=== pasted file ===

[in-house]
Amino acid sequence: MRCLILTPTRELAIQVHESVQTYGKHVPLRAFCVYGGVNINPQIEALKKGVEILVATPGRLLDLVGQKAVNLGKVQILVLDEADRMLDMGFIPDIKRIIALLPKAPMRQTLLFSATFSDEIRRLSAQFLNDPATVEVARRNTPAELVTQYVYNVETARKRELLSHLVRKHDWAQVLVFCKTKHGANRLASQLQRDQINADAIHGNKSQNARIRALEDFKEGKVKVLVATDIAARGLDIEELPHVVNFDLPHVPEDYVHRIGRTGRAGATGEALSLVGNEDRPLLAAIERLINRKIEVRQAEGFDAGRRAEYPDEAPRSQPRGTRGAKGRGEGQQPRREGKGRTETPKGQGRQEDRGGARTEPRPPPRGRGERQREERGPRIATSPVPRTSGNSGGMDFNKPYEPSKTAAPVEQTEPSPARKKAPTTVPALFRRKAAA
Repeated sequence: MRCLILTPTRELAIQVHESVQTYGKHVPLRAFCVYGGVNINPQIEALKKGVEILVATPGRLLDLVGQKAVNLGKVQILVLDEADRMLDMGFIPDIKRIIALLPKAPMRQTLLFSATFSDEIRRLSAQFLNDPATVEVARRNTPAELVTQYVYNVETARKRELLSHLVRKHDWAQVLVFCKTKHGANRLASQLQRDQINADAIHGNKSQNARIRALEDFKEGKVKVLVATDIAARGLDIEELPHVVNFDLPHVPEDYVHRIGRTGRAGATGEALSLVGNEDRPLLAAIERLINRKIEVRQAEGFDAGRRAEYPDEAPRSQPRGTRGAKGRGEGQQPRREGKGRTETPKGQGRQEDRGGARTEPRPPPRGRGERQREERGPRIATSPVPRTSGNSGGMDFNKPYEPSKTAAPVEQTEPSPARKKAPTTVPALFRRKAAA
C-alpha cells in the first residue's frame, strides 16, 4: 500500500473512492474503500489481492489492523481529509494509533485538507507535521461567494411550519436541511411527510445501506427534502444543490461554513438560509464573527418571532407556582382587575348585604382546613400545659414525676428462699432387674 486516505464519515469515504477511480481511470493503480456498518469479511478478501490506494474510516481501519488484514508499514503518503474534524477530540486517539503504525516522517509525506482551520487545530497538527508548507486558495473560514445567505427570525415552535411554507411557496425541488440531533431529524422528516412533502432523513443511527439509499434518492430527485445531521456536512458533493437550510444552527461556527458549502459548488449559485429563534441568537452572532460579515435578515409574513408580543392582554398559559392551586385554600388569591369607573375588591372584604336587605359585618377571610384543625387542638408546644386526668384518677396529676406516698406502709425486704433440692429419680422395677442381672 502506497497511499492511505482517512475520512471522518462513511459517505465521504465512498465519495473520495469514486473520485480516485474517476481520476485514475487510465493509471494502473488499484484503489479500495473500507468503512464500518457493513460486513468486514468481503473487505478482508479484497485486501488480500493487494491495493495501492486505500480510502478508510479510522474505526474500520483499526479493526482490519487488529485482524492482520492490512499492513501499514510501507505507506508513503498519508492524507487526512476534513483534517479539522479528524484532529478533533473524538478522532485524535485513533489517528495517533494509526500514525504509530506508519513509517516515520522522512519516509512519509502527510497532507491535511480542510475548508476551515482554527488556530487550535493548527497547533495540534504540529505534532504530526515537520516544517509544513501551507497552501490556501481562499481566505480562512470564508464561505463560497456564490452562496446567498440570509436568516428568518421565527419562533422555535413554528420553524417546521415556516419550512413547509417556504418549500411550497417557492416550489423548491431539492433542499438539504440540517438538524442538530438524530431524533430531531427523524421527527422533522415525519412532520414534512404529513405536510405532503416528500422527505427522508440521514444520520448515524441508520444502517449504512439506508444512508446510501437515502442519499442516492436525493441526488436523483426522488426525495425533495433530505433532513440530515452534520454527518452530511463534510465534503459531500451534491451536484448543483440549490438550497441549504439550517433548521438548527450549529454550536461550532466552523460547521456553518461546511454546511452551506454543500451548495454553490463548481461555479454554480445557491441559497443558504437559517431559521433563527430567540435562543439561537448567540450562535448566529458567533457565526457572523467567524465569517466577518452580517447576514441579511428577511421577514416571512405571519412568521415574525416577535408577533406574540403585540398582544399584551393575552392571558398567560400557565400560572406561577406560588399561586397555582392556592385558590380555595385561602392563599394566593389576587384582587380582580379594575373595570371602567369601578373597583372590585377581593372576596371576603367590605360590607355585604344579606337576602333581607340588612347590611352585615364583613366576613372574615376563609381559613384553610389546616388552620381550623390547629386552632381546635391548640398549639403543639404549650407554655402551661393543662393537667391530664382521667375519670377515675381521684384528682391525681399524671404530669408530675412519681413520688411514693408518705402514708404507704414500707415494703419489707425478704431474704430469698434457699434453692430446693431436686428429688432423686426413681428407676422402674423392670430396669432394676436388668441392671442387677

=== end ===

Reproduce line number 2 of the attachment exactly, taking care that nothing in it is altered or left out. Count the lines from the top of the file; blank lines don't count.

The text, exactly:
Amino acid sequence: MRCLILTPTRELAIQVHESVQTYGKHVPLRAFCVYGGVNINPQIEALKKGVEILVATPGRLLDLVGQKAVNLGKVQILVLDEADRMLDMGFIPDIKRIIALLPKAPMRQTLLFSATFSDEIRRLSAQFLNDPATVEVARRNTPAELVTQYVYNVETARKRELLSHLVRKHDWAQVLVFCKTKHGANRLASQLQRDQINADAIHGNKSQNARIRALEDFKEGKVKVLVATDIAARGLDIEELPHVVNFDLPHVPEDYVHRIGRTGRAGATGEALSLVGNEDRPLLAAIERLINRKIEVRQAEGFDAGRRAEYPDEAPRSQPRGTRGAKGRGEGQQPRREGKGRTETPKGQGRQEDRGGARTEPRPPPRGRGERQREERGPRIATSPVPRTSGNSGGMDFNKPYEPSKTAAPVEQTEPSPARKKAPTTVPALFRRKAAA